It’s been a long road, but the 2015 Wiktenauer Fundraiser is finally, finally winding to a close. All perks are delivered apart from the scan bundles, and the last two sets of scans should arrive soon to close that out. As I stated in the beginning, the ebook-based perks were merely a “sneak peek”, as it were, of documents that would eventually be released into the wild. I make good on that pledge now: below you will find a link to the complete Johannes Liechtenauer ebook. The only difference between this document and the one that went to print is that the images have been compressed to reduce the size of the document and make it more portable. You won’t notice that on your screen, but it does mean that the PDF won’t print out at nearly the same quality as the Wiktenauer books (though those are still available at present through the Indiegogo page for anyone who wants to make a late donation). Look for the second ebook, containing the works of Fiore de’i Liberi, in the coming weeks.
The following excerpt contains the preface and introduction from the ebook:
This book is the culmination of a project begun over six years ago, in mid-2009, before Wiktenauer was even a twinkle in Ben Michels’ eye. I was running a club at the time, the former ARMA Provo study group which I and my fellow senior instructor Eli Combs rechristened True Edge Academy. As I revised and expanded our curriculum, I began taking a serious look at the Liechtenauer sources for the first time; I had previously been proficient in the ARMA method, but primarily focused on Fiore de’i Liberi in my elective studies.
I quickly discovered that the syncretic approach to manual study used by Fiorists, in which all versions of a technique tend to be examined side by side, was nowhere in evidence in the resources available online or in print—neither English translations that considered more than one version of a treatise, nor comparisons of Liechtenauer’s syllabus across multiple treatises. In fact, at that time I was not even able to find accurate estimates as to how many manuscripts existed, or how many copies of each treatise (it wasn’t until much later that I’d discover that Hans-Peter Hils had done that work in the ‘80s, but it had never been translated to English).
So I set about rectifying this, attempting to create the resources for my students that I had initially thought to buy. That was when I began scouring the web, breaking apart manuscripts and collating transcriptions by Dierk Hagedorn and others (Dierk hadn’t transcribed nearly so many manuscripts at that time) into my first syncretic tables of German fencing treatises; these would later form the basis for the first Wiktenauer master pages that I created. I also took the three glosses of Liechtenauer that I had access to in English—those of pseudo-Hans Döbringer (by David Lindholm), Sigmund ain Ringeck (by Jörg Bellighausen), and pseudo-Peter von Danzig (by Mike Rasmusson)—and matched them up to the illustrations I was able to locate from microfilm scans of Goliath and low-res photographs of the Glasgow Fechtbuch. Though it was full of errors and had many omissions, I happily distributed this text to the members of my group since I found it more useful than anything else on the market. A printed copy made its way into a 2-inch binder on my shelf, alongside the four-inch binder that held a complete workup of the four Fiores, Vadi, Eyb, and the mysterious Cod. 5278 of whose existence Dierk had lately made us aware.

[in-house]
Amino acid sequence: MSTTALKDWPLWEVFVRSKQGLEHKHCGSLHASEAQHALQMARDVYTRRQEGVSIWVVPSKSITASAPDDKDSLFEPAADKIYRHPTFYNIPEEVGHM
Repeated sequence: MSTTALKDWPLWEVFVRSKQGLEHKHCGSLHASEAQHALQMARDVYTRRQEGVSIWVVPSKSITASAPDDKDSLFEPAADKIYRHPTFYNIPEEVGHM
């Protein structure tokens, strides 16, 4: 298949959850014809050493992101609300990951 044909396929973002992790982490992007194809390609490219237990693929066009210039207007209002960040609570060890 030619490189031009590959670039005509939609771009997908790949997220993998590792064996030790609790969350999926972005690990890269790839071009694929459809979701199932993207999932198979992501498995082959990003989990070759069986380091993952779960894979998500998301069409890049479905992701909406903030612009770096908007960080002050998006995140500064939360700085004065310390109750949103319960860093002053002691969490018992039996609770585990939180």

Though I subsequently updated the document with color Goliath images that I convinced a few dozen members of the community to pool funds for, and with Christian Tobler’s translations of Ringeck and ps-Danzig (after he released In St. George’s Name), development on this project more or less ended in 2011 when I moved to Boston and left True Edge in John Harmston’s capable hands.
Fast forward four years to 2015, when Wiktenauer had gone from an impossible pipe dream to a legitimate source for HEMA research. Buoyed by our successful fundraiser in 2014, when we unexpectedly raised over $3 600, HEMA Alliance President Richard Marsden and I put our heads together and decided to plan out a real funding drive for this year and see if we couldn’t double that number with a little planning and organization. We plotted an ambitious (we thought) budget of $10 000 for 2015 and pulled together a few ideas for inexpensive perks for donors—shirts and patches from the HEMA Alliance shirt-and-patch guy, easily-downloadable packets of manuscript scans, and so on—but we felt like we should have one big-ticket item that would encourage people to spend bigger. Then I remembered the Liechtenauer and Fiore study guides I had once created—texts that still, five years later, had not been reproduced by any authors in the field—and I thought they might be the incentive people needed.
We all know how this story ends, of course: you, my Wiktenauer donors, scoffed at our goals and with contemptuous ease broke them over your collective knee. When the dust settled, the total stood at $22 710 (and over two thousand more has been donated in the intervening months). While this meant an enormous amount of work for me—and also for the ever-helpful John Harmston, who was now a five-term member of the General Counsel of the Alliance—it also meant the exciting prospect of finally seeing a proper treatment, in print, of these books.
In the intervening years, my understanding of the Liechtenauer tradition had increased tenfold. Where Hils listed fifty-five German fencing manuals, I am now tracking over ninety. Many scholars have devoted time and effort to unlocking the history and context of these fencing manuals, and many others to interpreting their teachings. And, of course, the quality of resources that we have access to has drastically increased. So, rather than printing the existing study document from five years ago, I decided to exceed my campaign pledge—and perhaps test the patience of my donors—by completely rebuilding this book from the ground up.